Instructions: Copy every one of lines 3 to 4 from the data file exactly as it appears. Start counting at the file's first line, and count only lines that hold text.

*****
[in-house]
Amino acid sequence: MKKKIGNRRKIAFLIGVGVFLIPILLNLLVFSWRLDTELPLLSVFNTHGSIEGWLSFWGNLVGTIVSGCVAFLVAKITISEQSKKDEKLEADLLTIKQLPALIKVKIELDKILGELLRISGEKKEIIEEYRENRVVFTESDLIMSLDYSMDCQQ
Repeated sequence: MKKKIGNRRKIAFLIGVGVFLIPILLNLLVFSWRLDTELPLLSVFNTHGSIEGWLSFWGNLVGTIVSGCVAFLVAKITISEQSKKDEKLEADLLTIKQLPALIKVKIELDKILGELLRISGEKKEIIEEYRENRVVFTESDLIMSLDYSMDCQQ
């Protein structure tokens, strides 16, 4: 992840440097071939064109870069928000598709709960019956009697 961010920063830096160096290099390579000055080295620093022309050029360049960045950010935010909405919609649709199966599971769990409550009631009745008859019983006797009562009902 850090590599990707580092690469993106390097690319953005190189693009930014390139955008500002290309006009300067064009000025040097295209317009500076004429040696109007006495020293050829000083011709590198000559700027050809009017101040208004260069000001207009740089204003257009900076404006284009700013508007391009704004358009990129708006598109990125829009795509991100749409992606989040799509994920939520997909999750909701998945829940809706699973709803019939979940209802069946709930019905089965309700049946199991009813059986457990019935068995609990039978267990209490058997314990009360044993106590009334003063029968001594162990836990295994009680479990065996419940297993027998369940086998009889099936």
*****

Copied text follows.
Repeated sequence: MKKKIGNRRKIAFLIGVGVFLIPILLNLLVFSWRLDTELPLLSVFNTHGSIEGWLSFWGNLVGTIVSGCVAFLVAKITISEQSKKDEKLEADLLTIKQLPALIKVKIELDKILGELLRISGEKKEIIEEYRENRVVFTESDLIMSLDYSMDCQQ
């Protein structure tokens, strides 16, 4: 992840440097071939064109870069928000598709709960019956009697 961010920063830096160096290099390579000055080295620093022309050029360049960045950010935010909405919609649709199966599971769990409550009631009745008859019983006797009562009902 850090590599990707580092690469993106390097690319953005190189693009930014390139955008500002290309006009300067064009000025040097295209317009500076004429040696109007006495020293050829000083011709590198000559700027050809009017101040208004260069000001207009740089204003257009900076404006284009700013508007391009704004358009990129708006598109990125829009795509991100749409992606989040799509994920939520997909999750909701998945829940809706699973709803019939979940209802069946709930019905089965309700049946199991009813059986457990019935068995609990039978267990209490058997314990009360044993106590009334003063029968001594162990836990295994009680479990065996419940297993027998369940086998009889099936």